Sports Other News 28 Mar 2018 Commonwealth Games: ...

Commonwealth Games: Moraad Ali Khan backs shooters to come good

DECCAN CHRONICLE.
Published Mar 28, 2018, 12:56 am IST
Updated Mar 28, 2018, 12:56 am IST
Former CWG gold medallist Moraad Ali Khan felt the outcome at Gold Coast would be very different.
Mehuli Ghosh
 Mehuli Ghosh

New Delhi: The rampant success of Indian shooters around the world has given rise to the hope that they will lead the charge for medals at next month’s Commonwealth Games in Australia. And against the backdrop of the total washout at the Rio Olympics two years ago under similar circumstances, former CWG gold medallist Moraad Ali Khan felt the outcome at Gold Coast would be very different.

“The colour is impossible to predict but I am sure they will come back with 80 per cent of the medals from events they are competing in,” Khan, who won a trap gold at the 2002 Manchester Games, said at the launch of the ‘Rang de Tiranga’ campaign by the Games’ official broadcaster, Sony TV.

 

“The youngsters are doing really well. We have got world-beaters and I am confident that India will win a majority of medals at the Games. We have a chance in every event that we are competing in,” he said.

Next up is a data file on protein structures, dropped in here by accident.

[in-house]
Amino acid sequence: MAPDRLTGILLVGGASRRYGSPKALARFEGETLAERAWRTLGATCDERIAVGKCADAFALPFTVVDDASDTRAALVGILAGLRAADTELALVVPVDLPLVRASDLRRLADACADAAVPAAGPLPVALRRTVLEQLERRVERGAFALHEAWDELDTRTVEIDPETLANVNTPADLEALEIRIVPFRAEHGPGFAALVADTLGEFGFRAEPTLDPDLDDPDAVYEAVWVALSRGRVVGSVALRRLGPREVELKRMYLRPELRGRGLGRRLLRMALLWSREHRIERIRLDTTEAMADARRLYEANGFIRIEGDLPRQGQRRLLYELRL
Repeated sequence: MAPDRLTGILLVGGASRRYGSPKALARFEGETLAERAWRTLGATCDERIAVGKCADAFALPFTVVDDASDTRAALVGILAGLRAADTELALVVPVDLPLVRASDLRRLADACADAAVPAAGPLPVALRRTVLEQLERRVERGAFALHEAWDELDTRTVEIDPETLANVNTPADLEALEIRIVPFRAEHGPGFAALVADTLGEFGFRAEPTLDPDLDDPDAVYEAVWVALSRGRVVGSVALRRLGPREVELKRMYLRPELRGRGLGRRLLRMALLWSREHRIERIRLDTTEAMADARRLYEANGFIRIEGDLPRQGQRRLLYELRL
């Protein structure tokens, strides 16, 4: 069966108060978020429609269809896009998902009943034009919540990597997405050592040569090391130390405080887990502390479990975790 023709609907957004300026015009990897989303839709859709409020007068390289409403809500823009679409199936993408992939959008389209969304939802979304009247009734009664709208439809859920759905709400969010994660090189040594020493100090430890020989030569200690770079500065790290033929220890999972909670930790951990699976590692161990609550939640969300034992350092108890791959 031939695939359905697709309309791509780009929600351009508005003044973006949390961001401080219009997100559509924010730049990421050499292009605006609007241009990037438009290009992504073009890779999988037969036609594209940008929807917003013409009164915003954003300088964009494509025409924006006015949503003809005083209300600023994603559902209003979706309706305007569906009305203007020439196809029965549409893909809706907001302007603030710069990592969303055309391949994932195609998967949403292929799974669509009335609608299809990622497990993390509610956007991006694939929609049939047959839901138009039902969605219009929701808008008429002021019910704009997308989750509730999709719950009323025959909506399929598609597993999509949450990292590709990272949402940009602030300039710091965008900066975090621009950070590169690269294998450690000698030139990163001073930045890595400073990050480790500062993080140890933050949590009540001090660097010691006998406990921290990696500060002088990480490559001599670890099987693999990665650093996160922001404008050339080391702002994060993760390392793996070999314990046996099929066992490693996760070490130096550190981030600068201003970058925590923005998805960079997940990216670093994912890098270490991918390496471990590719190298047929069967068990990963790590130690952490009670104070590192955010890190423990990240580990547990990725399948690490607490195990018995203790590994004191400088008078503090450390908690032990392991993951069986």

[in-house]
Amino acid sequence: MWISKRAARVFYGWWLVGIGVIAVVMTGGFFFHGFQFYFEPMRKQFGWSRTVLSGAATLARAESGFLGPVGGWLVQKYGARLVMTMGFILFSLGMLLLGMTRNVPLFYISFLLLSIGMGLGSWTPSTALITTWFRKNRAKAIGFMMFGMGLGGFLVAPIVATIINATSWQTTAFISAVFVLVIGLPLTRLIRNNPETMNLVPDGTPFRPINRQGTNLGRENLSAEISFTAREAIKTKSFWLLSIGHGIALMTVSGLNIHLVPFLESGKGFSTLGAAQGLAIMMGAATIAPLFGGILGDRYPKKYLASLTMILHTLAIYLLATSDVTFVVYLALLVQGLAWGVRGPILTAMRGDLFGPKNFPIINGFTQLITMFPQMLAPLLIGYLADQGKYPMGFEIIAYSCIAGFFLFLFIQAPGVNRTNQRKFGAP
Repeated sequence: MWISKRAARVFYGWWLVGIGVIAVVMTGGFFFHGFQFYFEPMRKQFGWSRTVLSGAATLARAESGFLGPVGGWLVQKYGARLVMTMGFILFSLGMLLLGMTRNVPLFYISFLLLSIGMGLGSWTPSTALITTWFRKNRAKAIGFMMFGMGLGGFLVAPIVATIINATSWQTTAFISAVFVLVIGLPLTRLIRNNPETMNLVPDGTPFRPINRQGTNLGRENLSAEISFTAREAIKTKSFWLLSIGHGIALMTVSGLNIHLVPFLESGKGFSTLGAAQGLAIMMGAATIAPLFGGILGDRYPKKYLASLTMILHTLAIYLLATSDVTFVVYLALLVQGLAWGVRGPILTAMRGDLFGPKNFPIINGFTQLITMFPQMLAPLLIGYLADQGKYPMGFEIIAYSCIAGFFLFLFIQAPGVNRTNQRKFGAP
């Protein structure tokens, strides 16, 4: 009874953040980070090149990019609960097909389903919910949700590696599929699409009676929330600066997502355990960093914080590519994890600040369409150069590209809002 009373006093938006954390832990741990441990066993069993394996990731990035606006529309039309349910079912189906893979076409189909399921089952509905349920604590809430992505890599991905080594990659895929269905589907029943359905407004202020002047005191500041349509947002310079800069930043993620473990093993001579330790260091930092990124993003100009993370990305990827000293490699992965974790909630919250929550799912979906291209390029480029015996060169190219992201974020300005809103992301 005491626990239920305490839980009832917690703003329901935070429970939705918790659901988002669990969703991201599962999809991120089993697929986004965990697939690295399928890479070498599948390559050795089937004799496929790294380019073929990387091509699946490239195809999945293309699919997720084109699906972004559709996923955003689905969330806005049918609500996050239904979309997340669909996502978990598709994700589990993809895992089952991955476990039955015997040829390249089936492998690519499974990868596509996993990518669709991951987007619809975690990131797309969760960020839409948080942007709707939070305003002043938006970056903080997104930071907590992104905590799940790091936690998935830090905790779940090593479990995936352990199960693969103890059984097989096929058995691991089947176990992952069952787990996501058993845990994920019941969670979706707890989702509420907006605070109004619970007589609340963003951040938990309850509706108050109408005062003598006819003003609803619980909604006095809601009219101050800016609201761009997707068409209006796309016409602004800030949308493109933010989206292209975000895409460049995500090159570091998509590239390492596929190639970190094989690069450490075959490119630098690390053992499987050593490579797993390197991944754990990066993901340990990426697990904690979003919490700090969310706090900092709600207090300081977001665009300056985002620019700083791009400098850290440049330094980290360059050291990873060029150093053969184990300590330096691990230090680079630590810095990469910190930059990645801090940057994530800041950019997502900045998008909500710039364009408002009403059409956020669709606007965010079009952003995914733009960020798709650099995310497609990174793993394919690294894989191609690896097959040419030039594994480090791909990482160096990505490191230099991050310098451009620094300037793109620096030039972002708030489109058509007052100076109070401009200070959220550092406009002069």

Former India hockey captain Zafar Iqbal was hopeful of breaking the CWG jinx despite a strong field that includes five-time champions Australia, Pakistan, Britain, New Zealand and South Africa.

“For some reason, we have never been able to make the breakthrough. Eight years ago we were beaten by Australia here. At Glasgow too, India finished second. This time, hopefully they will go one better,” Zafar said.

 

India are have fielded 27-member shooting team of 15 men and 12 women for the event including experienced hands like Gagan Narang, Jitu Rai, Sanjeev Rajput, Heena Sidhu and Tejaswini Sawant and a band of young talent that includes teenagers Manu Bhaker, Anish Bhanwala and Mehuli Ghosh.

Coach bashing
National boxing observer and 2006 Games gold medallist Akhil Kumar said it was time to change the thinking that foreign coaches could and would do a better job with India’s boxers than home coaches.

One of only five Indian boxers to have claimed a CWG gold, the 37-year old said, “If the foreign coaches are so good, why are they not employed at the sub-junior level?

 

“If they are so good, let them shape youngsters. Why are finished products handed to them? I am not against hiring foreign coaches but it should not be at the expense of talent which is your own and which is as good,” asked the 2002 gold medallist.

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